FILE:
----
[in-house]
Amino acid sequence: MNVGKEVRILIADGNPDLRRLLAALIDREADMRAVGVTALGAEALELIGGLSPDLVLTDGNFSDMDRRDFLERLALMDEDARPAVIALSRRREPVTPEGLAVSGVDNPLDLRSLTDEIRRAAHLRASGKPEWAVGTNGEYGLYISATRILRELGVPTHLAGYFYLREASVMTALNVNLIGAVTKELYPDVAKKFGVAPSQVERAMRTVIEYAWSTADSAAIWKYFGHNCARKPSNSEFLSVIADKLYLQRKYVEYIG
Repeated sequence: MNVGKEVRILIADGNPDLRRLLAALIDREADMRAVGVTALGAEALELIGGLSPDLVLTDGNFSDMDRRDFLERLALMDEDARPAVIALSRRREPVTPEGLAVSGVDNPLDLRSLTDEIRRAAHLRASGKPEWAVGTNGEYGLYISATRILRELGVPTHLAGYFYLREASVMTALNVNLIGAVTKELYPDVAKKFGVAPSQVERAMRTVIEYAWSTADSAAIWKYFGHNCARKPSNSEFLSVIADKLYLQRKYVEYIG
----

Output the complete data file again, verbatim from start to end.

[in-house]
Amino acid sequence: MNVGKEVRILIADGNPDLRRLLAALIDREADMRAVGVTALGAEALELIGGLSPDLVLTDGNFSDMDRRDFLERLALMDEDARPAVIALSRRREPVTPEGLAVSGVDNPLDLRSLTDEIRRAAHLRASGKPEWAVGTNGEYGLYISATRILRELGVPTHLAGYFYLREASVMTALNVNLIGAVTKELYPDVAKKFGVAPSQVERAMRTVIEYAWSTADSAAIWKYFGHNCARKPSNSEFLSVIADKLYLQRKYVEYIG
Repeated sequence: MNVGKEVRILIADGNPDLRRLLAALIDREADMRAVGVTALGAEALELIGGLSPDLVLTDGNFSDMDRRDFLERLALMDEDARPAVIALSRRREPVTPEGLAVSGVDNPLDLRSLTDEIRRAAHLRASGKPEWAVGTNGEYGLYISATRILRELGVPTHLAGYFYLREASVMTALNVNLIGAVTKELYPDVAKKFGVAPSQVERAMRTVIEYAWSTADSAAIWKYFGHNCARKPSNSEFLSVIADKLYLQRKYVEYIG